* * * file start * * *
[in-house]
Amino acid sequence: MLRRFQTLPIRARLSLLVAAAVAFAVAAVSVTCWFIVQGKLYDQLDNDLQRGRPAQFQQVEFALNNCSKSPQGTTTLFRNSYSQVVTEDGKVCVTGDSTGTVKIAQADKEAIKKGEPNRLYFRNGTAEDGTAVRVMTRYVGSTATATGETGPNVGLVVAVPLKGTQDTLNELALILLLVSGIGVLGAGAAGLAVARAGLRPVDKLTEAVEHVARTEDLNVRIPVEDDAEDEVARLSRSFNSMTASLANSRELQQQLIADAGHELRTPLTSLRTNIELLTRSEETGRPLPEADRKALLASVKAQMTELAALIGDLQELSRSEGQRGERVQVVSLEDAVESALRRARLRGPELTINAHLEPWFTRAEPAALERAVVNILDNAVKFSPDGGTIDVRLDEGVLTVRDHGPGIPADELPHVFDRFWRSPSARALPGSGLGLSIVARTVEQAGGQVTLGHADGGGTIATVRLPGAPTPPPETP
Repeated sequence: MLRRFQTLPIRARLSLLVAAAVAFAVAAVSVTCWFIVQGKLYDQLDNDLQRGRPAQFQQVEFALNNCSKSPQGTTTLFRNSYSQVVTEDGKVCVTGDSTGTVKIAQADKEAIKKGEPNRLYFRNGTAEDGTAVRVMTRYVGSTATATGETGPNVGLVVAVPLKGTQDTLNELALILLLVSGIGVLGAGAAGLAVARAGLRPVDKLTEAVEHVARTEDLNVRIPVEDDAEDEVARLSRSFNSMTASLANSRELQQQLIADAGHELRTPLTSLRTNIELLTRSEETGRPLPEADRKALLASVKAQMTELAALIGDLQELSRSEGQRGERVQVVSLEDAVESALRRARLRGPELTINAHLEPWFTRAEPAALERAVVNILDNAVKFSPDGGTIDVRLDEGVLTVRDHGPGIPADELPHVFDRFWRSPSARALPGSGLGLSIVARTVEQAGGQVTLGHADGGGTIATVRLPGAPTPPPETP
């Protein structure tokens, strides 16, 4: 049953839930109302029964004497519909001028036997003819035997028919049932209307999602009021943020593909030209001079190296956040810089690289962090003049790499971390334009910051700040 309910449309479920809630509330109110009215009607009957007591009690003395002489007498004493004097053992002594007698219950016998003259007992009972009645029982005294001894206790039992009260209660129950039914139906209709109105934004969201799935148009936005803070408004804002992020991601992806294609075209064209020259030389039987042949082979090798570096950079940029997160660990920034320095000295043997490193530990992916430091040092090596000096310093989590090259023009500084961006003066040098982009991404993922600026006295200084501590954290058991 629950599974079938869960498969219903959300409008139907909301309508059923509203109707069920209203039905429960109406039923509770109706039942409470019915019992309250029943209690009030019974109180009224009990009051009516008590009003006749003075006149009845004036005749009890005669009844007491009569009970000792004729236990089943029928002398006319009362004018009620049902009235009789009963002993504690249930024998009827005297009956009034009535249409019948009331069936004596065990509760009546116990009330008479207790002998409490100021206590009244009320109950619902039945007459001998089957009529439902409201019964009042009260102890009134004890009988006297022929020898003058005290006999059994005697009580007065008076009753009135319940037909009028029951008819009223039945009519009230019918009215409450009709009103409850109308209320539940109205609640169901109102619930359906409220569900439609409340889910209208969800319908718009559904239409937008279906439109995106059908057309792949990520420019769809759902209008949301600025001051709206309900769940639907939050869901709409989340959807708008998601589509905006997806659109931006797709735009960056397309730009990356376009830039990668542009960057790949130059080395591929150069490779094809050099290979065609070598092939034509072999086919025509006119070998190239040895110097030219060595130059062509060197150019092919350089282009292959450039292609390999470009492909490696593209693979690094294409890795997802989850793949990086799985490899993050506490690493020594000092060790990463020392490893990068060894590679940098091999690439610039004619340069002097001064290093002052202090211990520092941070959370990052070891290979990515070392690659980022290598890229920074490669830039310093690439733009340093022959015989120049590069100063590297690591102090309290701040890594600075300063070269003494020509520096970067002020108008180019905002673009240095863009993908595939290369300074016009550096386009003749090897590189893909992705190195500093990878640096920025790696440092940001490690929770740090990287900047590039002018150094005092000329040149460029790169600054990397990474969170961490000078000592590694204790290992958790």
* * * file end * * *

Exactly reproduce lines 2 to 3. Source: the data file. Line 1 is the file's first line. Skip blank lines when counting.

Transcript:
Amino acid sequence: MLRRFQTLPIRARLSLLVAAAVAFAVAAVSVTCWFIVQGKLYDQLDNDLQRGRPAQFQQVEFALNNCSKSPQGTTTLFRNSYSQVVTEDGKVCVTGDSTGTVKIAQADKEAIKKGEPNRLYFRNGTAEDGTAVRVMTRYVGSTATATGETGPNVGLVVAVPLKGTQDTLNELALILLLVSGIGVLGAGAAGLAVARAGLRPVDKLTEAVEHVARTEDLNVRIPVEDDAEDEVARLSRSFNSMTASLANSRELQQQLIADAGHELRTPLTSLRTNIELLTRSEETGRPLPEADRKALLASVKAQMTELAALIGDLQELSRSEGQRGERVQVVSLEDAVESALRRARLRGPELTINAHLEPWFTRAEPAALERAVVNILDNAVKFSPDGGTIDVRLDEGVLTVRDHGPGIPADELPHVFDRFWRSPSARALPGSGLGLSIVARTVEQAGGQVTLGHADGGGTIATVRLPGAPTPPPETP
Repeated sequence: MLRRFQTLPIRARLSLLVAAAVAFAVAAVSVTCWFIVQGKLYDQLDNDLQRGRPAQFQQVEFALNNCSKSPQGTTTLFRNSYSQVVTEDGKVCVTGDSTGTVKIAQADKEAIKKGEPNRLYFRNGTAEDGTAVRVMTRYVGSTATATGETGPNVGLVVAVPLKGTQDTLNELALILLLVSGIGVLGAGAAGLAVARAGLRPVDKLTEAVEHVARTEDLNVRIPVEDDAEDEVARLSRSFNSMTASLANSRELQQQLIADAGHELRTPLTSLRTNIELLTRSEETGRPLPEADRKALLASVKAQMTELAALIGDLQELSRSEGQRGERVQVVSLEDAVESALRRARLRGPELTINAHLEPWFTRAEPAALERAVVNILDNAVKFSPDGGTIDVRLDEGVLTVRDHGPGIPADELPHVFDRFWRSPSARALPGSGLGLSIVARTVEQAGGQVTLGHADGGGTIATVRLPGAPTPPPETP